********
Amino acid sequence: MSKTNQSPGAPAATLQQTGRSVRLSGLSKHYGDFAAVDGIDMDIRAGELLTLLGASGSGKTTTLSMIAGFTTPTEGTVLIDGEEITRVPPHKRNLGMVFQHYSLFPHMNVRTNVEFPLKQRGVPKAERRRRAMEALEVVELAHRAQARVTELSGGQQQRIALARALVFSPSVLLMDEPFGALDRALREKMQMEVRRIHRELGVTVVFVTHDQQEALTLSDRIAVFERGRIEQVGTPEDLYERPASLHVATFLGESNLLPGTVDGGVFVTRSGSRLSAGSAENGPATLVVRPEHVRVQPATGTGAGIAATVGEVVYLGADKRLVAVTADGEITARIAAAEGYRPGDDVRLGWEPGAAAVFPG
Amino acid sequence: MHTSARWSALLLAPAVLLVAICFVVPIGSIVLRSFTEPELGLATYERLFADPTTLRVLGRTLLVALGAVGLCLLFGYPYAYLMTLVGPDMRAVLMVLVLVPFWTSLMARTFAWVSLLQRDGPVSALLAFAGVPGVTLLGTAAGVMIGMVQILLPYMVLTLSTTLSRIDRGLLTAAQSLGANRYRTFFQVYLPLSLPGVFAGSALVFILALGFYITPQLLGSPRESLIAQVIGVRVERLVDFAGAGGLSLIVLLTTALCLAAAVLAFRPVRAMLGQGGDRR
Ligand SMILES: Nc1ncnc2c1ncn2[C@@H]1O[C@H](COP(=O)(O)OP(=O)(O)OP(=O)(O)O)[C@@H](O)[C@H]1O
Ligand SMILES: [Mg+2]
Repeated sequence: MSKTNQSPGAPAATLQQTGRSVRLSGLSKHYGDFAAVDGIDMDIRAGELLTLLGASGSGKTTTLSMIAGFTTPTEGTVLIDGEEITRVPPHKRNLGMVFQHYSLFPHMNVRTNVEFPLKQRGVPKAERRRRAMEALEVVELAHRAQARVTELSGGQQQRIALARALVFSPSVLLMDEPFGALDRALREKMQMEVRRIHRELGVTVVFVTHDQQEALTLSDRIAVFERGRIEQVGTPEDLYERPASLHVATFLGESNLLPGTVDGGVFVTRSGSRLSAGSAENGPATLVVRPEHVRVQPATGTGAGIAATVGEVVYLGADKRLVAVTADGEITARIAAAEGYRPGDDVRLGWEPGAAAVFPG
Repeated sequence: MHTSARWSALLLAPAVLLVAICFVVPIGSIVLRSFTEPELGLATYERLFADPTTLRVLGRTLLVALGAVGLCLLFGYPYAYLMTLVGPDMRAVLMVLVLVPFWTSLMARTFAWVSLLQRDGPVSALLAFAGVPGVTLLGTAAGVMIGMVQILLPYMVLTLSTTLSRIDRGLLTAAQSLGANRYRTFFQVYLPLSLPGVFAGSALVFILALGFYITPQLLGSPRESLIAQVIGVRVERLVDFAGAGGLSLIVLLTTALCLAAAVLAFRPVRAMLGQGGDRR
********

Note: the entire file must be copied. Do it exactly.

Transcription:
Amino acid sequence: MSKTNQSPGAPAATLQQTGRSVRLSGLSKHYGDFAAVDGIDMDIRAGELLTLLGASGSGKTTTLSMIAGFTTPTEGTVLIDGEEITRVPPHKRNLGMVFQHYSLFPHMNVRTNVEFPLKQRGVPKAERRRRAMEALEVVELAHRAQARVTELSGGQQQRIALARALVFSPSVLLMDEPFGALDRALREKMQMEVRRIHRELGVTVVFVTHDQQEALTLSDRIAVFERGRIEQVGTPEDLYERPASLHVATFLGESNLLPGTVDGGVFVTRSGSRLSAGSAENGPATLVVRPEHVRVQPATGTGAGIAATVGEVVYLGADKRLVAVTADGEITARIAAAEGYRPGDDVRLGWEPGAAAVFPG
Amino acid sequence: MHTSARWSALLLAPAVLLVAICFVVPIGSIVLRSFTEPELGLATYERLFADPTTLRVLGRTLLVALGAVGLCLLFGYPYAYLMTLVGPDMRAVLMVLVLVPFWTSLMARTFAWVSLLQRDGPVSALLAFAGVPGVTLLGTAAGVMIGMVQILLPYMVLTLSTTLSRIDRGLLTAAQSLGANRYRTFFQVYLPLSLPGVFAGSALVFILALGFYITPQLLGSPRESLIAQVIGVRVERLVDFAGAGGLSLIVLLTTALCLAAAVLAFRPVRAMLGQGGDRR
Ligand SMILES: Nc1ncnc2c1ncn2[C@@H]1O[C@H](COP(=O)(O)OP(=O)(O)OP(=O)(O)O)[C@@H](O)[C@H]1O
Ligand SMILES: [Mg+2]
Repeated sequence: MSKTNQSPGAPAATLQQTGRSVRLSGLSKHYGDFAAVDGIDMDIRAGELLTLLGASGSGKTTTLSMIAGFTTPTEGTVLIDGEEITRVPPHKRNLGMVFQHYSLFPHMNVRTNVEFPLKQRGVPKAERRRRAMEALEVVELAHRAQARVTELSGGQQQRIALARALVFSPSVLLMDEPFGALDRALREKMQMEVRRIHRELGVTVVFVTHDQQEALTLSDRIAVFERGRIEQVGTPEDLYERPASLHVATFLGESNLLPGTVDGGVFVTRSGSRLSAGSAENGPATLVVRPEHVRVQPATGTGAGIAATVGEVVYLGADKRLVAVTADGEITARIAAAEGYRPGDDVRLGWEPGAAAVFPG
Repeated sequence: MHTSARWSALLLAPAVLLVAICFVVPIGSIVLRSFTEPELGLATYERLFADPTTLRVLGRTLLVALGAVGLCLLFGYPYAYLMTLVGPDMRAVLMVLVLVPFWTSLMARTFAWVSLLQRDGPVSALLAFAGVPGVTLLGTAAGVMIGMVQILLPYMVLTLSTTLSRIDRGLLTAAQSLGANRYRTFFQVYLPLSLPGVFAGSALVFILALGFYITPQLLGSPRESLIAQVIGVRVERLVDFAGAGGLSLIVLLTTALCLAAAVLAFRPVRAMLGQGGDRR